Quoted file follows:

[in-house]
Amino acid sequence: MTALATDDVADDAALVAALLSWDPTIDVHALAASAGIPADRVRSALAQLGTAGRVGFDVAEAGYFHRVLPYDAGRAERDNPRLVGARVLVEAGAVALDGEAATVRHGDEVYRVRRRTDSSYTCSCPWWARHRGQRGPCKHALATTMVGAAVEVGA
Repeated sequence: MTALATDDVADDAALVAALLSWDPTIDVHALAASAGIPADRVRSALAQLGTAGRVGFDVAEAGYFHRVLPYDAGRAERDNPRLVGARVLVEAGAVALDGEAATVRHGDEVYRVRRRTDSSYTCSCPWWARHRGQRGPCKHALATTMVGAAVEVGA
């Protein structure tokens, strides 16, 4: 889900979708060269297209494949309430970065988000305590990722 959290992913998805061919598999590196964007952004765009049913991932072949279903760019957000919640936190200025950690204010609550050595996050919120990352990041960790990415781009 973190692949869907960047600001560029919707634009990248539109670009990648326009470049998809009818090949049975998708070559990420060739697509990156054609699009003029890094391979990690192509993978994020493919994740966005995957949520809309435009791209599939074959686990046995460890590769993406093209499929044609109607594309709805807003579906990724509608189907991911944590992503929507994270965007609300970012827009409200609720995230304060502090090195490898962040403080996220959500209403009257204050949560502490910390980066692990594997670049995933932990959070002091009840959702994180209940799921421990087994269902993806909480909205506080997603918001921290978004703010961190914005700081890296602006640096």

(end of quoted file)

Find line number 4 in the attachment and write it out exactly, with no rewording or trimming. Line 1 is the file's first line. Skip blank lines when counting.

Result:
């Protein structure tokens, strides 16, 4: 889900979708060269297209494949309430970065988000305590990722 959290992913998805061919598999590196964007952004765009049913991932072949279903760019957000919640936190200025950690204010609550050595996050919120990352990041960790990415781009 973190692949869907960047600001560029919707634009990248539109670009990648326009470049998809009818090949049975998708070559990420060739697509990156054609699009003029890094391979990690192509993978994020493919994740966005995957949520809309435009791209599939074959686990046995460890590769993406093209499929044609109607594309709805807003579906990724509608189907991911944590992503929507994270965007609300970012827009409200609720995230304060502090090195490898962040403080996220959500209403009257204050949560502490910390980066692990594997670049995933932990959070002091009840959702994180209940799921421990087994269902993806909480909205506080997603918001921290978004703010961190914005700081890296602006640096």